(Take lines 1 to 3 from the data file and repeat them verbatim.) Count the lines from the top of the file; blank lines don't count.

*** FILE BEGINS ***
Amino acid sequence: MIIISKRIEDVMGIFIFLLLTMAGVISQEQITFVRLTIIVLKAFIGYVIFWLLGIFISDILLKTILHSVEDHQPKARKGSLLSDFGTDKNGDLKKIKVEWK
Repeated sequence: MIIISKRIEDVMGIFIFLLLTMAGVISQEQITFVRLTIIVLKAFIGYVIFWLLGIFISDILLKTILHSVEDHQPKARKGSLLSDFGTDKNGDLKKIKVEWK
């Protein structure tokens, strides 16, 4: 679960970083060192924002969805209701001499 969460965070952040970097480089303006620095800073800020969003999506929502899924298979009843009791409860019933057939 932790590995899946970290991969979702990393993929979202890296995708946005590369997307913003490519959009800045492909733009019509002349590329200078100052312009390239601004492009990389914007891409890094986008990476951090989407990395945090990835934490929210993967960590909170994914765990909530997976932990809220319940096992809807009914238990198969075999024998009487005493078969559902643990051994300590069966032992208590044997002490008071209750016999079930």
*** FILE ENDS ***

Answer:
Amino acid sequence: MIIISKRIEDVMGIFIFLLLTMAGVISQEQITFVRLTIIVLKAFIGYVIFWLLGIFISDILLKTILHSVEDHQPKARKGSLLSDFGTDKNGDLKKIKVEWK
Repeated sequence: MIIISKRIEDVMGIFIFLLLTMAGVISQEQITFVRLTIIVLKAFIGYVIFWLLGIFISDILLKTILHSVEDHQPKARKGSLLSDFGTDKNGDLKKIKVEWK
């Protein structure tokens, strides 16, 4: 679960970083060192924002969805209701001499 969460965070952040970097480089303006620095800073800020969003999506929502899924298979009843009791409860019933057939 932790590995899946970290991969979702990393993929979202890296995708946005590369997307913003490519959009800045492909733009019509002349590329200078100052312009390239601004492009990389914007891409890094986008990476951090989407990395945090990835934490929210993967960590909170994914765990909530997976932990809220319940096992809807009914238990198969075999024998009487005493078969559902643990051994300590069966032992208590044997002490008071209750016999079930």